AAMA Progresses on
Green Specification for Fenestration Products
The industry may be getting closer to having a green
specification for fenestration products. Members of the American Architectural
Manufacturers Association’s (AAMA) Green and Sustainability Specification
Development Task Group discussed the latest version of the association’s
Sustainable Products Certification Program Proposed Criteria during the
group’s summer conference in Minneapolis held in June.
The proposed program is similar to the U.S. Green Building Council’s (USGBC)
LEED program in that it offers participants a specified number of points
in a range of distinct fenestration-specific categories, including condensation
resistance, variable transmittance and other factors. It also includes
five mandatory criteria that must be met: energy performance, air infiltration,
water resistance, structural performance and durability. A company’s products
can receive different points based on these factors. For example, in the
energy performance category a product would get different points based
on the U-factor of that particular window.
“When it comes to someone else’s program this could be the fenestration
component they specify,” said task group chair Tracy Rogers of Edgetech
The program is expected to include residential and nonresidential products,
though one member proposed a strictly residential program.
There was much discussion about the various specifics of the program,
many of which had to do with concerns regarding specific materials, to
which Rogers said, “AAMA’s whole goal is to be material-neutral.”
The group also discussed specific product groups, including skylights.
Some representatives of the skylight industry suggested that skylights
be considered separately. Ultimately, the group decided to create a separate
rating category for each program in the North American Fenestration Standard
(NAFS), while still having commonalities.
“This doesn’t mean we break up and start over,” said Rogers.
The meeting also included a discussion of the factory-glazed windows component
of the program, much of which centered on the issue of recycled content.
AAMA’s Aluminum Materials Council presented a proposal outlining levels
of recycled content and how many points a product would get based on those
percentages. This created a great amount of feedback and various members
representing the vinyl industry said the numbers were too high.
The proposal for pre-and post-consumer recycled content would give 2 points
for 10 to 24 percent recyclability, 4 points for 24 to 40 percent, 6 points
for 50 to 74 percent and 8 points for 75 percent and higher.
Terry Abels of Chelsea Building Products said these numbers would hurt
the vinyl industry. Others pointed out that there is no way to reuse vinyl
as is the case with other materials such as aluminum.
“Now you understand the problem aluminum has with U-factor,” one member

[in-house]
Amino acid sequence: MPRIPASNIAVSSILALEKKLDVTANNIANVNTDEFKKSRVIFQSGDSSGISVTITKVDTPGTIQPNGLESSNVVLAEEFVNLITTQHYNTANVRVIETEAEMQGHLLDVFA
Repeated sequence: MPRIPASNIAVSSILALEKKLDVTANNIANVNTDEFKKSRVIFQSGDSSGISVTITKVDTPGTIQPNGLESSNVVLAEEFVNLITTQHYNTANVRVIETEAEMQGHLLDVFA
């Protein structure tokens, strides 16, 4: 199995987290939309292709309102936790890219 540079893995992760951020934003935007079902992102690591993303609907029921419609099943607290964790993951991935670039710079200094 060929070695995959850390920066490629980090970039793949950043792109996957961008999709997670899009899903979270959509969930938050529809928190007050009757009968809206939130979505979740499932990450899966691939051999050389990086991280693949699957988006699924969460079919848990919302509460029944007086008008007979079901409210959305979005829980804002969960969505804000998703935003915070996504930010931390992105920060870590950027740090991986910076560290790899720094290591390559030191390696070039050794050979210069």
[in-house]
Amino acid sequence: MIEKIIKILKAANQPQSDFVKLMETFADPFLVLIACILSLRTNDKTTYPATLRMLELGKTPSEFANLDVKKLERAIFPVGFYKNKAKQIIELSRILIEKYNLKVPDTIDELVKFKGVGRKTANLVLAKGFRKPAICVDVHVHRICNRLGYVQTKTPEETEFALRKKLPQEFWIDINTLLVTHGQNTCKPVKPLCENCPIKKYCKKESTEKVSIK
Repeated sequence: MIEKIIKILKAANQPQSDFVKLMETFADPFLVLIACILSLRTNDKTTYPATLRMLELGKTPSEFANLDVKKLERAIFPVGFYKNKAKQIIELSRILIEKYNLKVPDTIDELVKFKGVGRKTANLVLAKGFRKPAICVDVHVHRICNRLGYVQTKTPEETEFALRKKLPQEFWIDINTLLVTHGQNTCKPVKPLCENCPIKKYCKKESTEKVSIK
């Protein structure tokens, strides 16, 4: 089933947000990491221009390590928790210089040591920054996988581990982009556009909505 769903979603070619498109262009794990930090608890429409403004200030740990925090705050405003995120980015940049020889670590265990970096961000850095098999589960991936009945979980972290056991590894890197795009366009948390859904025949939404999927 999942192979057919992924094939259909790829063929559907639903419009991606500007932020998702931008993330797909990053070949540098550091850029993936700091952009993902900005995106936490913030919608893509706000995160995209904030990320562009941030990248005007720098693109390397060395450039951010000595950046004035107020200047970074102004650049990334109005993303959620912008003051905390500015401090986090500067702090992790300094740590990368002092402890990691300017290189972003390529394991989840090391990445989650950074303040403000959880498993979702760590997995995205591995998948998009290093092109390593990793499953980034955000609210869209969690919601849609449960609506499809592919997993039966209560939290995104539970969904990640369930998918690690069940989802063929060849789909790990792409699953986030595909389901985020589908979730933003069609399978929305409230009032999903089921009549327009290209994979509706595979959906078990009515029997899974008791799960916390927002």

was quick to point out.
Brent Slaton from Keymark, a member of the Aluminum Materials Council,
said those proposed numbers can be changed and pointed out that the goal
was to “put more emphasis on recyclability and make it material-neutral.”
Ultimately, the attendees decided to put together a working group, chaired
by Abels, which will consist of at least one member of each of AAMA’s
materials councils and will determine what the appropriate levels should
While there were differences of opinion, the members seemed to agree that
the association is moving in the right direction with development of this
In addition to the task group’s discussion on sustainability, members
heard presentations from Dan Handeen, research fellow at the University
of Minnesota, on life cycle analysis (LCA). Handeen told members there
are different levels to the LCA, as well as different models available
to conduct this analysis. One of these models is the Athena EcoCalculator,
which the USGBC will be using in its LEED program (LCA has its own category
During a presentation to AAMA’s LCA task group, Kerry Haglund from the
Center for Sustainable Building in Minneapolis, reported that she is working
with AAMA and other industry groups to write a proposal in the hopes of
getting stimulus money from the Department of Energy to conduct LCA research.
But LCA is not an easy task. Handeen pointed out that LCA would calculate
the impact of the materials going all the way back to the materials’ origin.
For example, when it comes to vinyl windows it would mean taking into
account the energy used by the crane to dig the tin.
AAMA president Richard Walker noted that the association’s broad goal
is to have its green certification program be recognized by USGBC, adding,
“to do that we need LCA.” The group decided to continue looking into fenestration-related
North American LCA studies that the association may be able to endorse.
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